The Cuisine Scene
Since Iím not a
California native, Iím still discovering places to visit in the area. I
love when people tell me about a good restaurant, and it doesnít matter
if itís an elegant establishment with linen tablecloths or a smaller
place where you order at the counter. What does matter is the food:
Does it taste good? And do you get good value for your money?
people rave over a decorated plate with colorful swirls surrounding a
miniscule food item, I tend to shy away from such places. When I see,
for instance, three spears of asparagus artistically arranged in a
starburst formation around a sliver of potato propped over two bites of
meat, alarms go off and I instantly think Iím getting very little food
at a very high price. My feeling is, save the decorations and give me
I recognize the
need for such places, however, especially for impressing a new boss or
a spouseís parents, but thatís not what Iím looking for at this
Now when I try a
new restaurant, I want to know what is special about it. Why would I
want to return? Do they have at least one dish that I especially like?
Thatís the way
it was with Carolynís Cafť near the Citrus Plaza. I didnít even know it
was there, but Kathryn, who doesnít normally eat sweets, raved about
their coffee cake. When she said she wanted to go back and have another
piece, I knew I had to check it out.
Lugonia from J.C. Pennyís at the Citrus Plaza, Carolynís has been open
over a year and doing a brisk business by word of mouth. Sitting a few
doors West of the DMV, Iíd never noticed it, and I love investigating
small, out-of-the-way places. But, as I'm a night owl just getting to
sleep when she opens at six in the morning, it was easy for me to miss.
Inside, I was
struck by the muted greens and yellows. ĎSoothing,í Kathryn commented.
Housing about eight booths, the cafe also offers seating at the
counter. In addition to a four-page menu, daily soup and dessert
specials were listed on an eraser board.
Monday: navy bean
Tuesday: creamy broccoli potato
Wednesday: corn chowder
Thursday: chicken & rice
Friday: clam chowder
Daily: vegetable Beef
A cup for $2.00, Bowl for $3.20
Peach cobbler dessert
We were there on
a Thursday, so their homemade soup was chicken and rice plus their
daily vegetable beef. I love homemade chicken soup, but they were out
by early afternoon, so I tried the vegetable beef. Many restaurants
make it, but I havenít found many where Iíd return simply to have their
soup. Carolynís is the exception. The broth was rich with flavor, thick
with beef, tomatoes, carrots, potatoes and other vegetables. I only
tried a cup, but next time Iíll have a bowl.
Strickland, the owner, said sheíll have heartier soups for the winter
such as split pea, and plans dishes like chicken and dumplings and
grilled cheese with tomato soup.
No stranger to
the restaurant business, she began in 1975 with Sambos in Claremont,
where she met her husband who was cooking at the time. Together, they
worked several chains, including the Country Kitchen in Phoenix. She
was with Kays Cafť in Highland for over eleven years, then, with the
development around Citrus Plaza, she saw the opportunity to open her
own cafť. She recruited her twin sons and daughter in law to help.
Bradley, one of the twins, enjoys learning the business between
(Bradley & mother, Carolyn Strickland)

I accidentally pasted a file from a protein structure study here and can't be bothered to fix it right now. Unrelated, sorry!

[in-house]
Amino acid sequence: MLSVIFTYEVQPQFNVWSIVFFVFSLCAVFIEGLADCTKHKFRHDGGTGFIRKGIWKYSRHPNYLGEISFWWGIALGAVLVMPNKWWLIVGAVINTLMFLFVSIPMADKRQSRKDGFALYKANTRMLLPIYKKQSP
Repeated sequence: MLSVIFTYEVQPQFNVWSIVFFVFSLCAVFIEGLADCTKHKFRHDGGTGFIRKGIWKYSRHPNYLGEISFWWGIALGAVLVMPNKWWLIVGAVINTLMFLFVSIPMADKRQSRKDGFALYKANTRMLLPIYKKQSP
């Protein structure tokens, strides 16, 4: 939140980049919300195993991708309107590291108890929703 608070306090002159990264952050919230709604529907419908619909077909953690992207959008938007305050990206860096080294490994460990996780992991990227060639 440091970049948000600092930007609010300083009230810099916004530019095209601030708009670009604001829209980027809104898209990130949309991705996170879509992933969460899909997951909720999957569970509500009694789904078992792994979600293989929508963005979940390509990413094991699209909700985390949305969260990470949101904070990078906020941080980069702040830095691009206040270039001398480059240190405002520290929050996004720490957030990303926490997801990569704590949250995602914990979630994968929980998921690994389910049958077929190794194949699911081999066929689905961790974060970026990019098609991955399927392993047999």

Since they open
at 6am, they serve several breakfasts including their three-egg
Scramblers for $7.95. The Veggie is scrambled with mushrooms, spinach,
tomatoes and onions, and they offer four others ranging from The
Denver, the chili-cheese with homemade steak chili, the Spanish with
Ortega chilies, cheeses, and all are served with country-fried potatoes
or a cup of fruit, and choice of toast, English muffin, biscuit &
gravy, or coffee cake.
They also offer
the standard breakfasts of eggs, bacon, sausage, biscuits & gravy,
country fried steak and eggs and corned beef hash. Pancakes are
popular, especially the pecan or chocolate chip stacks, $4.74 for four
pancakes, or a short stack of two pancakes, for $3.75. They also have
waffles and French toast.
Some of the sides are oatmeal, bagels, and biscuits & gravy.
sandwiches and burgers for $7.75 include the club, a triple-decker with
turkey, bacon, lettuce, tomato and mayonnaise, the French dip on a
toasted French roll, and the melts-patty, tuna, beef or turkey, and the
Reuben, with corned beef, sauerkraut and Swiss cheese on grilled rye
bread. Burgers come in about four varieties, the avocado cheese, Ortega
cheese, bacon or mushroom cheese. The above are served with choice of
French fries, onion rings, salad, cup of soup or fruit.
Specialties are the Western Chicken sandwich and a Frisco Burger of a
beef patty, bacon, lettuce, cheese, 1000 Island dressing, all on
grilled parmesan sourdough bread for $8.50.
specialties include country fried steak with homemade mashed potatoes
and gravy for $7.95, chicken strips, hot meatloaf sandwich as well as
hot turkey and hot beef.
salads are $7.00 and served with cheesy garlic bread. They have Asian
chicken salad with poppy seed dressing, and tuna salad, spinach and
bacon salad, plus several other chicken choices.
Kathryn ordered the chicken Caesar with the dressing on the side.
And I had the fried chicken salad with blu cheese.
But what Kathryn
loved was their homemade coffee cake. Carolyn said it's more of a
cinnamon-streusel and itís heated and topped with real butter.
I tasted it and
found it good, but like a true Southerner, I went for the peach
cobbler. Made with pie crust instead of a crumbly crust, I felt I was
in heaven. I declined ice cream and happily poured cream over it.
Remember, Southerners are the ones who dunked crusty skillet cornbread
in buttermilk. I guess my grandfather wasnít the only one who loved
Open 7 days
6am-2pm Monday through Saturday
1711 Lugonia Ave
Redlands, CA 92374